Students may not be successful in college for many reasons, but the principle reasons for student failure are excessive absence from class and the lack of class preparation. The faculty and administration expect students to attend classes regularly and to establish adequate study patterns. Individual instructors establish their own attendance policies that are clearly stated in each course syllabus. The University reserves the right to withdraw any student from one or more classes or from the University for excessive absence. Students are responsible for any work missed as a result of absence. They should consult with each instructor to make satisfactory arrangements for academic work missed. This should be done in advance whenever possible. Students, faculty and staff are expected to adhere to the policy stated below for Institution-Sanctioned absences. Absence from class does not constitute withdrawal from the class or from the College of Graduate and Extended Studies. Students who leave school without completing the withdrawal process forfeit their claim to honorable dismissal and will receive a grade of "F" for all courses in progress.

Registration

Students must register on the days and at the times designated by the Dean of the University. They should register only after a conference with their advisor. Deadlines for registration and changes in registration are published on the Academic Calendar.

Changes in classes or class sections may be made at no charge during the first week of classes by completing a Change of Course Form from the regional site coordinator. After the first week of classes, courses may not be added. Any exceptions require written permission from the course instructor and the regional site coordinator. Courses may be dropped at any time prior to one week before the last day of classes for the term. Students are urged to remember that the grade of "F" will be recorded on their transcripts for every course that is not completed but not officially dropped. Courses are not officially dropped until the Change of Course Form has been filed in the Office of the Registrar.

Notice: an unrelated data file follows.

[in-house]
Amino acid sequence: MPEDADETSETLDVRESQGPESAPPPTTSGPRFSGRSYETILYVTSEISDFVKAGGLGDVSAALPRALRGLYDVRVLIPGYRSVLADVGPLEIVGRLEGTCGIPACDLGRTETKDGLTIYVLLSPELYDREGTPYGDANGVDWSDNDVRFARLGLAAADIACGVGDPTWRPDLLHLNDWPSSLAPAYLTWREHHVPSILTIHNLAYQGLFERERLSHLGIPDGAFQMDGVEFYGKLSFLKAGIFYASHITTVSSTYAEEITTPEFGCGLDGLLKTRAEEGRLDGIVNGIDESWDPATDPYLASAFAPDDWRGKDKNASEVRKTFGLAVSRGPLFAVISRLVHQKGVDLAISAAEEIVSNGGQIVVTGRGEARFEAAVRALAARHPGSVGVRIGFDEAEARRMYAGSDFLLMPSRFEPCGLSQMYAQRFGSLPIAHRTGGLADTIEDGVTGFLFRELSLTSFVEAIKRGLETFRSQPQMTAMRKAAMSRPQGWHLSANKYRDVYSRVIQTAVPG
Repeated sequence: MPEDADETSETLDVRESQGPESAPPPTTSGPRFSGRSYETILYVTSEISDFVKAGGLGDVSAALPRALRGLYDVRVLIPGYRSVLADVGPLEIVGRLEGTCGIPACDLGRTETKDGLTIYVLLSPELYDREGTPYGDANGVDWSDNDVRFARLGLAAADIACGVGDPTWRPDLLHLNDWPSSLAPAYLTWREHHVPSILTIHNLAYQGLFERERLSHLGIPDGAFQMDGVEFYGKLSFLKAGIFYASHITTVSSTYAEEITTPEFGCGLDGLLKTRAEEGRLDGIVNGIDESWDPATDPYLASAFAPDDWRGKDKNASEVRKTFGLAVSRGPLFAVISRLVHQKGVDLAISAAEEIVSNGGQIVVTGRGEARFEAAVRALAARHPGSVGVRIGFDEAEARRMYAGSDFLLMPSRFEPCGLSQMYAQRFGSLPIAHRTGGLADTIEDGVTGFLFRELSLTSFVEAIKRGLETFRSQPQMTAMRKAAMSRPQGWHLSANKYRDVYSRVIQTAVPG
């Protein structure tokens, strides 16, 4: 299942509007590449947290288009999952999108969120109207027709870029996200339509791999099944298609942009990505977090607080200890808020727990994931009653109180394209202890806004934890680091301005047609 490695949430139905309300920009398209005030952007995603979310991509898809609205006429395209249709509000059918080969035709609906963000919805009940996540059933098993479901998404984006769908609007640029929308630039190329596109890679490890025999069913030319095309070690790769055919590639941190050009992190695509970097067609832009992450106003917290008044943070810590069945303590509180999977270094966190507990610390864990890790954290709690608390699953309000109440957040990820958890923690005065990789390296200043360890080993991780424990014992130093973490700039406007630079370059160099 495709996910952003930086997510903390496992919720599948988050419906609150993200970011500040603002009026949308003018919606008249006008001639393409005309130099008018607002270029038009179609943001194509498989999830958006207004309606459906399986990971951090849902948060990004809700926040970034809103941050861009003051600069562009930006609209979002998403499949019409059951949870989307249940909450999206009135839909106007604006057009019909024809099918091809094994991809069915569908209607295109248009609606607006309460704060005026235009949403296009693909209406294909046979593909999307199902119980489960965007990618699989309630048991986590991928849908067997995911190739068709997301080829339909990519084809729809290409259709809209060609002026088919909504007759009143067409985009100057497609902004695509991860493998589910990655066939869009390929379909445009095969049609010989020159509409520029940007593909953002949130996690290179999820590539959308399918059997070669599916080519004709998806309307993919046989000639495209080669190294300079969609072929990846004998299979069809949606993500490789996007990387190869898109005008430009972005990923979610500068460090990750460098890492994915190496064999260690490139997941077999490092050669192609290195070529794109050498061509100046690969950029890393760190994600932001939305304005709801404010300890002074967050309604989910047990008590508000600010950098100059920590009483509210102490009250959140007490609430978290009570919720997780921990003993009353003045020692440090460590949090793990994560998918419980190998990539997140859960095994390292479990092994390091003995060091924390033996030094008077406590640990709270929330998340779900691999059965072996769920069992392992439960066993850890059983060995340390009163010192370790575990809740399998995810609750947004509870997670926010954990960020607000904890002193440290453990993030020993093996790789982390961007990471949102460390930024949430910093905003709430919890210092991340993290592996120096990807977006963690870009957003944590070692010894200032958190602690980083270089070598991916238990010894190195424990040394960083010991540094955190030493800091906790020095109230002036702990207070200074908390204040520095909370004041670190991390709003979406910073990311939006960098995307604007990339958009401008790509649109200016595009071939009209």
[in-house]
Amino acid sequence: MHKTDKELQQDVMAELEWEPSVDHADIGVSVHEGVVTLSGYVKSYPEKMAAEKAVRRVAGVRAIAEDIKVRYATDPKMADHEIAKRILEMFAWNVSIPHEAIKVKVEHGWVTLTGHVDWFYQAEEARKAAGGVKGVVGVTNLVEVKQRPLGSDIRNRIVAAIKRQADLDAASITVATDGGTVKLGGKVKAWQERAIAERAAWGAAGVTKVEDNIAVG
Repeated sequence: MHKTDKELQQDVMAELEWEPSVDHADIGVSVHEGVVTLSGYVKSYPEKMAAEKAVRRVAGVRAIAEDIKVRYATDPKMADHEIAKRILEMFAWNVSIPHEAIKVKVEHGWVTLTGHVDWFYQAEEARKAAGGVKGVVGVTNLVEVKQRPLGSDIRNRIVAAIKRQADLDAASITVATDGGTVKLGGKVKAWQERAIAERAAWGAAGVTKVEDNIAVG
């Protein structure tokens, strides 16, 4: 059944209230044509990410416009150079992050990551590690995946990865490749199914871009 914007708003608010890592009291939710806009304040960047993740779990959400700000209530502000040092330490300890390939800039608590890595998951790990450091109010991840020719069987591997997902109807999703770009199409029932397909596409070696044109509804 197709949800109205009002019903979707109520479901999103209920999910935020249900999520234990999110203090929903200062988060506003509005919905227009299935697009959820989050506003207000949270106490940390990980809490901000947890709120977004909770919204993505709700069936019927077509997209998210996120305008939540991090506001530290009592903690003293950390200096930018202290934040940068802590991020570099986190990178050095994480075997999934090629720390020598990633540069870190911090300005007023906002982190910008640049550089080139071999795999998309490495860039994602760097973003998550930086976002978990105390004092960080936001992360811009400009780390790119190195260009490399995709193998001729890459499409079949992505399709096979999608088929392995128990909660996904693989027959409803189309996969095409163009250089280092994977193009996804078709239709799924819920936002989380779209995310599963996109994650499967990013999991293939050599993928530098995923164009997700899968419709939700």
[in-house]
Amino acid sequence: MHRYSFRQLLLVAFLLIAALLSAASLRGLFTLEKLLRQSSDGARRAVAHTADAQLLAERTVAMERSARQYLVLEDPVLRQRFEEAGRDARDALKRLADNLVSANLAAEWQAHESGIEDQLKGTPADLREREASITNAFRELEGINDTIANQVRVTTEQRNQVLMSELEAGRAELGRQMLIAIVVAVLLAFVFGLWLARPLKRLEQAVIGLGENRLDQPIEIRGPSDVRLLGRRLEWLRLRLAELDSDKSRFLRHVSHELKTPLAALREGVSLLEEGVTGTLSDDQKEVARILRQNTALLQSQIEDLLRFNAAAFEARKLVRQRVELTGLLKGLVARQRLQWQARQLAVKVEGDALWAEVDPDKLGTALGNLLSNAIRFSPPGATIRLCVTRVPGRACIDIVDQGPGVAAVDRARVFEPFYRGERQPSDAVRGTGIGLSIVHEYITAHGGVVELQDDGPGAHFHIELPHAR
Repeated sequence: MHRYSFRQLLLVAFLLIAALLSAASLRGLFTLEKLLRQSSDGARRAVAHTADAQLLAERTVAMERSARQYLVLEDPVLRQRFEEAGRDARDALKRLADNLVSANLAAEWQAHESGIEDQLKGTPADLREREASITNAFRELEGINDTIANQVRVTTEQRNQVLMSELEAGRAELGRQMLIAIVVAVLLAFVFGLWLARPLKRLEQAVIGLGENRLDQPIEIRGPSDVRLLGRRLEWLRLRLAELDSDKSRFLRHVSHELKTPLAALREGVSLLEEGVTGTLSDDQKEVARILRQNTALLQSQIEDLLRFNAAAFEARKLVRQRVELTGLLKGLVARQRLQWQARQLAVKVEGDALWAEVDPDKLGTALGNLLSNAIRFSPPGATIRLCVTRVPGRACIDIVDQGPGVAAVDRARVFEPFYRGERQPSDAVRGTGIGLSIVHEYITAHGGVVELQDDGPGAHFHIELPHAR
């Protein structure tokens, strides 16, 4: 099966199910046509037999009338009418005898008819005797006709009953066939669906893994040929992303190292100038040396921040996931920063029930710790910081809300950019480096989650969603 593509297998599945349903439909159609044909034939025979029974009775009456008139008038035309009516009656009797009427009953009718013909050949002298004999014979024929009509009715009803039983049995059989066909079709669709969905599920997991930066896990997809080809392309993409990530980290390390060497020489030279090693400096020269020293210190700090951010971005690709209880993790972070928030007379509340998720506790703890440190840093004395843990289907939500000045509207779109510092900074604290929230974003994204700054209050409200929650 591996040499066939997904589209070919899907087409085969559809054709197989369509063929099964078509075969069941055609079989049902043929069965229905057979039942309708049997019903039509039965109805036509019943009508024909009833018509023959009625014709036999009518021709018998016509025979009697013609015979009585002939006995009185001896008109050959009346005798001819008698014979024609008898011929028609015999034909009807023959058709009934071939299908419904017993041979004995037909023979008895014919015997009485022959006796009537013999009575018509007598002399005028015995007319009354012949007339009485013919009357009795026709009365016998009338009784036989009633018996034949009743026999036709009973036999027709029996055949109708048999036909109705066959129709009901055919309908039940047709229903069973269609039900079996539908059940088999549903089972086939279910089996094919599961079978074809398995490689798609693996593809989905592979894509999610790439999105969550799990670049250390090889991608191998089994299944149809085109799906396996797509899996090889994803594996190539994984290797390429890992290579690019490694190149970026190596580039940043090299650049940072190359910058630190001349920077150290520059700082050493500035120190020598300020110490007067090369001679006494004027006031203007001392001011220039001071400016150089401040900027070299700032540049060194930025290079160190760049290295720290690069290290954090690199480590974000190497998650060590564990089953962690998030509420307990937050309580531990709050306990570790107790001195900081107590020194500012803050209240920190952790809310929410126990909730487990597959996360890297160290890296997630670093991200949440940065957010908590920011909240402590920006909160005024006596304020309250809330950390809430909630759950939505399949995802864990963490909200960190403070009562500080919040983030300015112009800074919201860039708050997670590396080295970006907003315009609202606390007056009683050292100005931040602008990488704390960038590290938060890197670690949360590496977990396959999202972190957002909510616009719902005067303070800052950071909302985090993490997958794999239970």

Changes in Registration

Changes in classes or class sections may be made only before the deadlines published in the academic calendar by completing a Change of Course Form obtained from the regional site coordinator. Any exceptions require written permission from the course instructor or the dean. Courses may be dropped at anytime during the term prior to final exam week. Students are urged to remember that the grade of "F" will be recorded on their transcripts for every course that is not completed but not officially dropped. Courses are not officially dropped until the Change of Course Form has been filed in the Registrar's Office.

Course instructors may request that any student be administratively dropped from a course for academic misconduct, excessive absence, or disruptive or other unacceptable classroom behavior. With the approval of the Dean of the University, the student will be withdrawn from the class. No charge will be assessed for these changes

Enrollment in CGES/Online Courses

College of Liberal Arts and Sciences (CLAS) students requesting permission to enroll in online or statewide courses during the Fall or Spring semesters must meet one of the following eligibility criteria:

  • Through no fault of his/her own, the student must enroll in a specific course to graduate and said course is not available before graduation in CLAS. (If a student postpones taking said course until his/her Senior year that could have been taken earlier, the student may not qualify for enrollment under this criterion.)
  • The student will benefit educationally by taking a course and is recommended by his/her advisor, has approval of the Dean, and agrees to pay all tuition/fees required to take the course above regular CLAS tuition and fees.

Students should contact their academic advisors for further details. In most cases, CGES undergraduate tuition applies for any CGES undergraduate courses (see current CGES catalog for undergraduate tuition per credit hour). The Provost might waive CGES tuition if a required CLAS course is unavailable on ground in Fayette, if a CGES course alleviates an unavoidable CLAS schedule conflict, and/or if a CGES course is needed for timely graduation. For CLAS Special Education majors, CGES courses are counted in load (as part of the CLAS tuition) since Special Education courses are available only online for both colleges. If the student's Fayette (on-ground CLAS) hours do not total more than 12 hours and if the Provost does not waive a student's CGES tuition for the online course(s), the student will be considered a part-time Fayette (CLAS) student, which will affect the student's financial assistance and athletic/performance eligibility.